HR Professionals | 8 min read

4 Ways HR Can Protect Employees' Personal Data and the Company's Bottom Line

  

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In last week’s blog, we covered some of the major costs companies incur when employees have their personal data compromised. Today’s article will focus on four key steps human resources can take to prevent these costs by protecting their company’s greatest assets — their employees.

Step one: Provide thorough and continuous training

Just as you train your employees on other work-related tasks and policies, you must ensure they fully understand the risks of identity theft and security breaches, how to handle personal data, and steps they should take to keep themselves and the company as secure as possible.

The risks of identity theft and security breaches

One of the first steps in educating your employees should be to explain the risks identity theft and security breaches pose. It’s important to relay that these violations don’t just cost the company a fortune; they can also have a tremendous impact on employees. By many estimates, it can take hundreds of hours and months of the victim’s life to fully restore their identity.

Here are some resources you might find of assistance:

How to handle personal data

Along with senior members of your organization and IT department, you should craft a document that outlines the best policies for managing the personal data of employees. Since many managers often have access to HR’s records, it’s imperative you create guidelines for anyone who might come into contact with this sensitive information.

A few items to consider might include:

  • What information about employees should be stored on the network
  • Who should be allowed to view or edit sensitive employee data
  • How, and under what circumstances, this data should be shared
  • Where it is acceptable to access this information and where is it not (ex: public WiFi)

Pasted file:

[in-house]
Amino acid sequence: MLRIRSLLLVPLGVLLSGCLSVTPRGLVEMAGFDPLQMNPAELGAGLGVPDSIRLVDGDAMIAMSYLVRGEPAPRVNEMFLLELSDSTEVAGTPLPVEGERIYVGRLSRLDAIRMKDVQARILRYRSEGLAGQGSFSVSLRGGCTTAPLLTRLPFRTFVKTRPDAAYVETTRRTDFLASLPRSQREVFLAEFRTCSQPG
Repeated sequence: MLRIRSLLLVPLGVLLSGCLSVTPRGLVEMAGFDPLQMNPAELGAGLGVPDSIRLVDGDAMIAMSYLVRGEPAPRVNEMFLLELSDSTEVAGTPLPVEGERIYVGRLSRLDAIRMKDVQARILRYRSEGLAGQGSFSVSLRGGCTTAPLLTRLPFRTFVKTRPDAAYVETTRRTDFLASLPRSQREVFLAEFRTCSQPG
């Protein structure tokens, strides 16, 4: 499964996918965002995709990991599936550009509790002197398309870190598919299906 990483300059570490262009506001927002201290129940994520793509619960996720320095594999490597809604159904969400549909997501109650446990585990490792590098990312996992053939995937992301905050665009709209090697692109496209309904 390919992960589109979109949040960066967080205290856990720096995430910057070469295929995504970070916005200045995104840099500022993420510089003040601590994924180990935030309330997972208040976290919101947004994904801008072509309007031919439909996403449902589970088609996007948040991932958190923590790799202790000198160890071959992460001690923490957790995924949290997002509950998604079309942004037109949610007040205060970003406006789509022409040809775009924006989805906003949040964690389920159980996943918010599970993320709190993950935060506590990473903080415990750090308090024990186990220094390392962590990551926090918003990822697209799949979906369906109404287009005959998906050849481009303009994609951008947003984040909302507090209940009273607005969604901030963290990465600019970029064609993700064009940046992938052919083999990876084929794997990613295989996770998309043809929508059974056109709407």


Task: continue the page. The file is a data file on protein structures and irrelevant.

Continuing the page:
• How this data should be stored and encrypted
  • What steps to take if sensitive data is compromised

Recognizing and preventing various cyberattacks

One of the most important actions an HR professional can take is to train their employees on how to identify and avoid various cyberattacks. While there are many types of cyberattacks, the two most common are ransomware and phishing.

Ransomware is an attack that hijacks your company’s computers and demands victims to pay a significant bounty before restoring access. This costs businesses around $1.5 billion a year, and that number is growing. While there are many ways ransomware can install itself on your machine, the most popular means is through phishing emails.

Phishing is a scam used to install malware on a victim’s device, steal the victim’s personal information, or in many cases, do both. This tactic is exceptionally successful, especially when scammers disguise the emails to appear as if they are coming from the victim’s colleagues or boss.

If you spot the signs below, chances are the email is actually part of a phishing scam:

  • Misspellings and grammatical errors throughout
  • Missing or incorrect contact details in the signature line
  • The email doesn’t sound as if the sender wrote it
  • The salutation is oddly worded or contains vague terms like “employee”  
  • When you hover over a link, it reveals a different URL than stated
  • A request for large amounts of private data from a company executive that seems oddly timed or out of place
  • Something just feels off

If an employee encounters any of the above issues, they should contact their manager, along with HR and IT immediately.

You should be especially careful when reading emails on your mobile phone. On desktops, it’s much easier to hover over a link before clicking it, or to check more thoroughly for misspellings. Plus, as a rule, people are more distracted when looking at their phones than they are when using a desktop. Make it a practice to always exercise more caution on your phone.

The following resources will also help you plan your training: